Soon after the kick-off meeting, Lampron began working on the ASM’s Equity and Inclusion Committee, which coordinates campaigns and activities that promote social justice and awareness in the campus community. Lampron’s passion for civil rights, inclusivity, and equity shined and they were appointed chair of the committee the next year.
Following a fall semester working on political campaigns off campus, Lampron rejoined the ASM as a student council representative for the spring semester. According to Lampron, former Chair Matthew Mitnick kept pushing them to take on the role of chair.
“I took a long time to think about it before I committed to running for chair. I wasn’t really sure if I wanted to put myself in that position,” they said. “But here I am now and I’m glad I’m doing it.”
Outside of the ASM, Lampron enjoys singing, playing music, and mountain biking. They also participate in a model United Nations student organization and run the UW–Madison American Civil Liberties Union (ACLU) Student Alliance.
Priorities for their term as Chair
As Lampron settles into their role as chair, finding out how to protect and expand shared governance is at the top of their priority list.
In higher education, shared governance refers to the structures and processes through which faculty, staff, and students can participate in the development of policies and in decision-making processes that affect the institution. Shared governance is a core value and foundational concept for most colleges and universities in the United States.
According to UW–Madison, “shared governance is a unique and important aspect of life” on campus. Similarly, Lampron believes shared governance is a force for positive change — essential to helping the university move forward, supporting the diverse campus community and building transparency, trust, and inclusion.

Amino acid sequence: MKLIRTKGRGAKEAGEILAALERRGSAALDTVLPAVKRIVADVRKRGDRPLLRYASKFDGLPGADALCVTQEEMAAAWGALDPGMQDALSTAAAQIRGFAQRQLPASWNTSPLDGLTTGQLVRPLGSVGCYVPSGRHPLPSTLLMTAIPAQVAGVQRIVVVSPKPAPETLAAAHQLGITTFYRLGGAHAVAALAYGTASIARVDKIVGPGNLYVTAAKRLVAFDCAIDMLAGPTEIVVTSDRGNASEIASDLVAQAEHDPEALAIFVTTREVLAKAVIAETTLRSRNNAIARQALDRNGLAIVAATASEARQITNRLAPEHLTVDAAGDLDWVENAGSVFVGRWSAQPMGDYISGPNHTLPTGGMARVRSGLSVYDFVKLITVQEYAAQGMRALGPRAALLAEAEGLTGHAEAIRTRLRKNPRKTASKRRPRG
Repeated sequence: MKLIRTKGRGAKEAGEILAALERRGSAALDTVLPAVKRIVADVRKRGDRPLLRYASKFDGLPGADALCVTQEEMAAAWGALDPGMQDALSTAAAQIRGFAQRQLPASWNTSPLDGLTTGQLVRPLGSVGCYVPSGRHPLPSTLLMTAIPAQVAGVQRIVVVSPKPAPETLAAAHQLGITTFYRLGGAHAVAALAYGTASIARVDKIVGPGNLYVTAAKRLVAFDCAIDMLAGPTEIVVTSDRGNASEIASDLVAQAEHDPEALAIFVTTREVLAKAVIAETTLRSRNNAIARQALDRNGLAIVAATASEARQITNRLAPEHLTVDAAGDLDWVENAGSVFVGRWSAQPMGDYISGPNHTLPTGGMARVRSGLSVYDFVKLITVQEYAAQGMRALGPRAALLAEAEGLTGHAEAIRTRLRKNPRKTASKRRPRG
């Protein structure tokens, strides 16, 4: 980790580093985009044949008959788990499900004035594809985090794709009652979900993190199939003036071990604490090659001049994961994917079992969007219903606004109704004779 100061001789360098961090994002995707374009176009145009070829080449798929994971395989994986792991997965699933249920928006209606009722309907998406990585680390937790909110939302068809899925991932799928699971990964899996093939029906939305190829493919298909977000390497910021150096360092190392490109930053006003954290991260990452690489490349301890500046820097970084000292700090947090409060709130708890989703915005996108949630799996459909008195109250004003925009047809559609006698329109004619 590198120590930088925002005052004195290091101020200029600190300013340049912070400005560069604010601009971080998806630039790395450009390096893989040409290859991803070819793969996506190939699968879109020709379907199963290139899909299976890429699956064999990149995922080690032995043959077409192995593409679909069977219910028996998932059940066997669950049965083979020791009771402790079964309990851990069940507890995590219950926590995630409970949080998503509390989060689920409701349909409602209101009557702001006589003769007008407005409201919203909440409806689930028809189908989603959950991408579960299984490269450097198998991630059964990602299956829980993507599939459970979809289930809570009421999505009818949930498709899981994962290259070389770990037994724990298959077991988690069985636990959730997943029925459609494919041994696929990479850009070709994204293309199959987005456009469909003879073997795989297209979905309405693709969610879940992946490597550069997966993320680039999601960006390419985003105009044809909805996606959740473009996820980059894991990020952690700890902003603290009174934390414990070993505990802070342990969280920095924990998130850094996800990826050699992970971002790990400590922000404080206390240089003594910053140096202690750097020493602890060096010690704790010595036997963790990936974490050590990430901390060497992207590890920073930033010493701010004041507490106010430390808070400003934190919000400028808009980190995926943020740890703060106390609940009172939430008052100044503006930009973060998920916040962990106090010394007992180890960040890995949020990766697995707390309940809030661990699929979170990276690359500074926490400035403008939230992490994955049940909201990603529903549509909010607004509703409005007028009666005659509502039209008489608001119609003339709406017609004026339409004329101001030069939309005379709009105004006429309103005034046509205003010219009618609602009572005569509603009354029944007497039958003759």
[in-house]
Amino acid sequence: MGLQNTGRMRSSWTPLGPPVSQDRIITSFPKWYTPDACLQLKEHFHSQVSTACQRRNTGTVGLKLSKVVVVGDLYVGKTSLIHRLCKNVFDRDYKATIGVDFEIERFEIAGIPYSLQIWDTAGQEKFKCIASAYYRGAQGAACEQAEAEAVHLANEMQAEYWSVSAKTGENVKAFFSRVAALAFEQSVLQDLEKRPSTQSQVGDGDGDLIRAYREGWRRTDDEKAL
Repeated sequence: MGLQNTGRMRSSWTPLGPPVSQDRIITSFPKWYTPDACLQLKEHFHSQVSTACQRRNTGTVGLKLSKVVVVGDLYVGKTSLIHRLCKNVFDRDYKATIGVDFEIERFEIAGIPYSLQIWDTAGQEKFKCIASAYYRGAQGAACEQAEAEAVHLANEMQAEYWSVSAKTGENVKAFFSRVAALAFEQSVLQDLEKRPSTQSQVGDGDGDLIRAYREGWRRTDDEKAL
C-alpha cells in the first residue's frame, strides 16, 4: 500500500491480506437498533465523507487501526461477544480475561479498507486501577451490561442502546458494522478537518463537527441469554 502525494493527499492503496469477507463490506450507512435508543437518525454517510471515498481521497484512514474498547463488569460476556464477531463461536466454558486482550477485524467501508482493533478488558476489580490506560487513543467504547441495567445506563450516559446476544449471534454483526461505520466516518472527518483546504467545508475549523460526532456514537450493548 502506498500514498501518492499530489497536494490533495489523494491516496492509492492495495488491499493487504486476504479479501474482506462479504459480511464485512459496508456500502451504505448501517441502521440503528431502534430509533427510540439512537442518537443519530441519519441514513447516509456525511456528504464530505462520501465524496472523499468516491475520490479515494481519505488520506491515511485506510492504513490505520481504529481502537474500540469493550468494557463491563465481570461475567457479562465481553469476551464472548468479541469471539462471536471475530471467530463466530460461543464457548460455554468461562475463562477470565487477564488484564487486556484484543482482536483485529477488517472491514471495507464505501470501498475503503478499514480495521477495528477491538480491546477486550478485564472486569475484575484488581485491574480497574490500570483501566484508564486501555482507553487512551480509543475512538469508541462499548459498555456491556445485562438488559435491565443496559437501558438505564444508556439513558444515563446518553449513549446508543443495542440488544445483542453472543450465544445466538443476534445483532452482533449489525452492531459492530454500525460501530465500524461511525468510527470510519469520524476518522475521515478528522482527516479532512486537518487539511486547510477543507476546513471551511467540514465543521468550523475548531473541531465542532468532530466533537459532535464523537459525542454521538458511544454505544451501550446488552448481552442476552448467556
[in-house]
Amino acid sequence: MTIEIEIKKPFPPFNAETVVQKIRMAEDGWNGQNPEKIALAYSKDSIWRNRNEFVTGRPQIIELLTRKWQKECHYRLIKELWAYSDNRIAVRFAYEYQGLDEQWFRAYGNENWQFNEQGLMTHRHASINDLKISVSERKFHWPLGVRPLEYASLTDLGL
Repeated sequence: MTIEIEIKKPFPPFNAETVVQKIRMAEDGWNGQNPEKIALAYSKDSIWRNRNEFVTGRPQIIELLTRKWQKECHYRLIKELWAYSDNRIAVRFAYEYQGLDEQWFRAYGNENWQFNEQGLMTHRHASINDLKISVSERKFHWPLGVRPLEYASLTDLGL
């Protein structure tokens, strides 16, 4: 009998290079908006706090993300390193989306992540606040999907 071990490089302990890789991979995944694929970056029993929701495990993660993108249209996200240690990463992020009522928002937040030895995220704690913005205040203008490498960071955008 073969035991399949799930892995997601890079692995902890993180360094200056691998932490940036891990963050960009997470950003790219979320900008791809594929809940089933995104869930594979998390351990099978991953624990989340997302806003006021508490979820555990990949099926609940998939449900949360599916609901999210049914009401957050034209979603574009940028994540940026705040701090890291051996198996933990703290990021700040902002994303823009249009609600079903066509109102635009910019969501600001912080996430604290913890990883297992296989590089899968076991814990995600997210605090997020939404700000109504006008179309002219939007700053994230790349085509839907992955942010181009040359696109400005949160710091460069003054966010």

Through initiatives managed by its Campus Relations Committee and Shared Governance Committee, the ASM is committed to enhancing the communication and collaboration between university leaders and students. Lampron is excited to see how ASM and leadership can work together to create channels for the meaningful participation of students and faculty in governance of the university.
“At the end of the day, we just want students to have a voice in decisions that affect them,” said Lampron.
Beyond shared governance, Lampron is passionate about the UW Foundation divesting from fossil fuels and collaborating on the university’s new mental health crisis co-responder model, in which University Health Services (UHS) mental health clinicians will work in teams of two and accompany university police on calls regarding student mental health crises.
Further, the ASM’s Campus Relations Committee will be stepping up outreach efforts across campus to engage with more students. According to Lampron, these initiatives will be focused especially on engaging with second-year students, who missed out on a traditional first-year experience due to the pandemic.
“I know there are a lot of students that do not feel represented by ASM, so it is important for us to continue doing outreach and work with other student organizations that work with students of different identities,” Lampron said.